A Blog About Intellectual Property Litigation and the District of Delaware


I know which one I'd prefer.
I know which one I'd prefer. AI-Generated, displayed with permission

Because cases tend to go away rapidly over time, either through settlement or on the merits, attorneys tend to be less experienced with motions that come up later in the case, particularly things that come up after the judgment (other than post-trial motions), or even after appeal.

One example is a motion to alter or amend a judgment under FRCP 59(e). You just don't see them that often. So I thought it was worth talking about a Rule 59(e) motion that the Court addressed last week.

In The United States of America v. Gilead Sciences, Inc., C.A. No. 19-2103 (D. Del.), the plaintiff argued that the defendant induced doctors to infringe a drug patent. The defendant won a jury verdict of no direct infringement by the doctors, and that the patent was invalid.

After post-trial motions, the Court reversed the finding of no direct infringement—but it did not go so far as to find indirect infringement as a matter of law. It then entered judgment as to infringement as follows:

Judgment is entered in favor of Plaintiff and against Defendants as to direct infringement of the asserted claims 1 for both [accused products].

Id., D.I. 498.

Do you see a problem there? The defendant sure did. They felt that the Court had entered judgment "against Defendants as to direct infringement"—but plaintiff had never alleged that the defendants directly infringed, only that they had induced infringement. It was the doctors that directly infringed.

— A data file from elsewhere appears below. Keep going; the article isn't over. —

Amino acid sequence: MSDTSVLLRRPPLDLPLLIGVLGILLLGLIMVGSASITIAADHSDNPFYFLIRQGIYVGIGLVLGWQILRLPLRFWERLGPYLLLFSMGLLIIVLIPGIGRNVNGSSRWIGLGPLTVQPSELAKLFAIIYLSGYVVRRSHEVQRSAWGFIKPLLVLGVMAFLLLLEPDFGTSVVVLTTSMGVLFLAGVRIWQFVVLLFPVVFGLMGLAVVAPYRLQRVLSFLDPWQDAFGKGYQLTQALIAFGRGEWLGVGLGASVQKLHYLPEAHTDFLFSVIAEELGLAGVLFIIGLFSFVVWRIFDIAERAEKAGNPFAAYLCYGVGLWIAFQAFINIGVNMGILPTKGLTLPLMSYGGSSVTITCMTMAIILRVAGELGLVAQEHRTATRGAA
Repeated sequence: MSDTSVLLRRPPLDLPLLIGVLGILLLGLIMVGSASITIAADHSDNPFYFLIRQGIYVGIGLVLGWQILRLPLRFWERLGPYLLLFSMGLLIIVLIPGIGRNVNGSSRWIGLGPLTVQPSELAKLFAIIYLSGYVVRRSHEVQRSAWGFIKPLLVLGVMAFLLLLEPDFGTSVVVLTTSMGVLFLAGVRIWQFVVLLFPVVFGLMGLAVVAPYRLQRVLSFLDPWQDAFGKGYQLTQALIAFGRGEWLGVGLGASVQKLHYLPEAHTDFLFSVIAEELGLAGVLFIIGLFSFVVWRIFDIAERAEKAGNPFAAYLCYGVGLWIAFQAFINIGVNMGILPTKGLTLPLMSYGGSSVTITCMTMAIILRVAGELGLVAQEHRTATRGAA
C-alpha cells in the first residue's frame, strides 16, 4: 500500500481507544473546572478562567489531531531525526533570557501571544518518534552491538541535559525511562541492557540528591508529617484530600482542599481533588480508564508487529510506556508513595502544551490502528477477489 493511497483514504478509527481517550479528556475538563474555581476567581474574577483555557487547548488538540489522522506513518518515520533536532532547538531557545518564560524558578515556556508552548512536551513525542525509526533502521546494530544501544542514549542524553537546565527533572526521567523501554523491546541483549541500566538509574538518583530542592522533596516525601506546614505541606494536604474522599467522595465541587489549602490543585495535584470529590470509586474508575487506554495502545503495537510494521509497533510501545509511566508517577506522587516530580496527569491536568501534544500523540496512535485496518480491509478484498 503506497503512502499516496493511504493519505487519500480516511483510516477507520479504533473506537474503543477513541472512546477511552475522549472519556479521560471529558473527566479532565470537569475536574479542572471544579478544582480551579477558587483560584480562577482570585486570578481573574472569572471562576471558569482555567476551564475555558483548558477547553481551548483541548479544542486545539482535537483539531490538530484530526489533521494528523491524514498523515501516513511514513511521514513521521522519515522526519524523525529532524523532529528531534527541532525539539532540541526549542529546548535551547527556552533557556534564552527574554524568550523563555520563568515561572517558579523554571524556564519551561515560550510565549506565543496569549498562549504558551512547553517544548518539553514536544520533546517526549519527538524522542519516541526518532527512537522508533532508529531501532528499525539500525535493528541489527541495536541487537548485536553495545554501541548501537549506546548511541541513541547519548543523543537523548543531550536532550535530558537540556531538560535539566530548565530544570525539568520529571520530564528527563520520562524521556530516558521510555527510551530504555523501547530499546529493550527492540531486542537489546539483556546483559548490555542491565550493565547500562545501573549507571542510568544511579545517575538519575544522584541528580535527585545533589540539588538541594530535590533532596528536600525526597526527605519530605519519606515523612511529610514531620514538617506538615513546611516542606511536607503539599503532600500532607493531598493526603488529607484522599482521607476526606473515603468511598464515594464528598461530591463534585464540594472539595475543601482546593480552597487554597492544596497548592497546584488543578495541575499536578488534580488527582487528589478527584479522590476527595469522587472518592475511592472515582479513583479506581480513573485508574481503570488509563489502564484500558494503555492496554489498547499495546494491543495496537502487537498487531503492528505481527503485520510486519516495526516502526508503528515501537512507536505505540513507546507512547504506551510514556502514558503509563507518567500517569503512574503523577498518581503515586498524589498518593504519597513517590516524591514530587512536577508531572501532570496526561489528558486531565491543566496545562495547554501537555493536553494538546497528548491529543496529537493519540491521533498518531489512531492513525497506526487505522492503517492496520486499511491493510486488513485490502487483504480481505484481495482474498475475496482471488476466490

The defendants filed a Rule 59(e) motion to "amend or correct" the judgment. The defendants argued that, under Third Circuit law, Rule 59(e) can be used "to correct clear error of law or prevent manifest injustice." Id., D.I. 500 at 3 (citation omitted).

The Court, however, rejected the motion in two short lines:

Defendants’ Motion to Amend Judgment Pursuant to Fed. R. Civ. P. 59(e) . . . is DENIED. Defendants have not satisfied the standard for granting a Rule 59(e) motion. See Lazaridis v. Wehmer, 591 F.3d 666, 669 (3d Cir. 2010).m

Id., D.I. 503.

But wait! The Court noted that it could correct the judgment sua sponte under FRCP 60(a), rather than FRCP 59:

Pursuant to Rule 60(a), a court may sua sponte correct an oversight or omission in a judgment. To the extent that the Final Judgment . . . omits context and suggests it is inconsistent with this Court’s Memorandum Opinion . . . , the Court will clarify its judgment as to direct infringement. This correction does not affect the substantive rights of the parties and required no “cerebration or research into the law or planetary excursions into facts[.]” See Pfizer Inc. v. Uprichard, 422 F.3d 124, 130 (3d Cir. 2005).

Id. Instead of correcting an error of law, Rule 60(b) allows the Court to "correct a clerical mistake or a mistake arising from oversight or omission," either on a motion or on its own.

The Court then issued a new judgment, specifically setting out that it found that the doctors, not the defendant, literally infringe.

Here is a comparison. Old:

Judgment is entered in favor of Plaintiff and against Defendants as to direct infringement of the asserted claims[] for both [accused products].

Id., D.I. 498.

New:

Judgment is entered in favor of Plaintiff and against Defendants that one or more patients or physicians (either separately or jointly) directly infringed the asserted claims[] for [both accused products].

Id., D.I. 504.

Given that Rule 60 allows a party to ask the Court to correct a "clerical mistake" without having to argue that the Court made an error of law, it's probably a good idea to use that method when possible, or use both, rather than pursuing a correction solely under Rule 59.

If you enjoyed this post, consider subscribing to receive free e-mail updates about new posts.

All

Similar Posts